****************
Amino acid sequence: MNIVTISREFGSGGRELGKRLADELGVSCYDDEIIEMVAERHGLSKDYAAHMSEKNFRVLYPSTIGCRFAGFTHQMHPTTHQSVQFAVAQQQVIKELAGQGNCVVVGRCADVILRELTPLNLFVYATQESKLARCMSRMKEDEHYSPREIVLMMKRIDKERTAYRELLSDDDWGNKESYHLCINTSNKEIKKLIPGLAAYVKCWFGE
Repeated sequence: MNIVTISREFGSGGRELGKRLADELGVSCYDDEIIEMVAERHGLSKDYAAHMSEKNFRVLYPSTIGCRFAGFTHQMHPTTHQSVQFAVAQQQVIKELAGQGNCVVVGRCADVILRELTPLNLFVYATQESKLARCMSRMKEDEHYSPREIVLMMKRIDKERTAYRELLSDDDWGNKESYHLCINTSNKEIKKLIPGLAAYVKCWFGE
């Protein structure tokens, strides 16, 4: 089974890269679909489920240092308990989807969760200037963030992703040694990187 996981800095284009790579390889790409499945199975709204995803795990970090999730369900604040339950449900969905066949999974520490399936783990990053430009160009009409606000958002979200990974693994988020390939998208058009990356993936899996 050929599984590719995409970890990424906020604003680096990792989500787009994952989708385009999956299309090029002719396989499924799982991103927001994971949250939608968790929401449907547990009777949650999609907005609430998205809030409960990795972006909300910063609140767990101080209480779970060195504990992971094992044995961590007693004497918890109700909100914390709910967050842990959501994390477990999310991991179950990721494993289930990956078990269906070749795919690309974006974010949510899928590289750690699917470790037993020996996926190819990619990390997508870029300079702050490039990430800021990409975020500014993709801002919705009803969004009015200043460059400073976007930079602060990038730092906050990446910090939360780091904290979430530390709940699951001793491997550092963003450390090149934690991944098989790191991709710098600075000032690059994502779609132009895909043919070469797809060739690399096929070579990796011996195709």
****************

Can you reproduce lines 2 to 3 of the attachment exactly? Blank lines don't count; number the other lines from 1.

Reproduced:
Repeated sequence: MNIVTISREFGSGGRELGKRLADELGVSCYDDEIIEMVAERHGLSKDYAAHMSEKNFRVLYPSTIGCRFAGFTHQMHPTTHQSVQFAVAQQQVIKELAGQGNCVVVGRCADVILRELTPLNLFVYATQESKLARCMSRMKEDEHYSPREIVLMMKRIDKERTAYRELLSDDDWGNKESYHLCINTSNKEIKKLIPGLAAYVKCWFGE
């Protein structure tokens, strides 16, 4: 089974890269679909489920240092308990989807969760200037963030992703040694990187 996981800095284009790579390889790409499945199975709204995803795990970090999730369900604040339950449900969905066949999974520490399936783990990053430009160009009409606000958002979200990974693994988020390939998208058009990356993936899996 050929599984590719995409970890990424906020604003680096990792989500787009994952989708385009999956299309090029002719396989499924799982991103927001994971949250939608968790929401449907547990009777949650999609907005609430998205809030409960990795972006909300910063609140767990101080209480779970060195504990992971094992044995961590007693004497918890109700909100914390709910967050842990959501994390477990999310991991179950990721494993289930990956078990269906070749795919690309974006974010949510899928590289750690699917470790037993020996996926190819990619990390997508870029300079702050490039990430800021990409975020500014993709801002919705009803969004009015200043460059400073976007930079602060990038730092906050990446910090939360780091904290979430530390709940699951001793491997550092963003450390090149934690991944098989790191991709710098600075000032690059994502779609132009895909043919070469797809060739690399096929070579990796011996195709």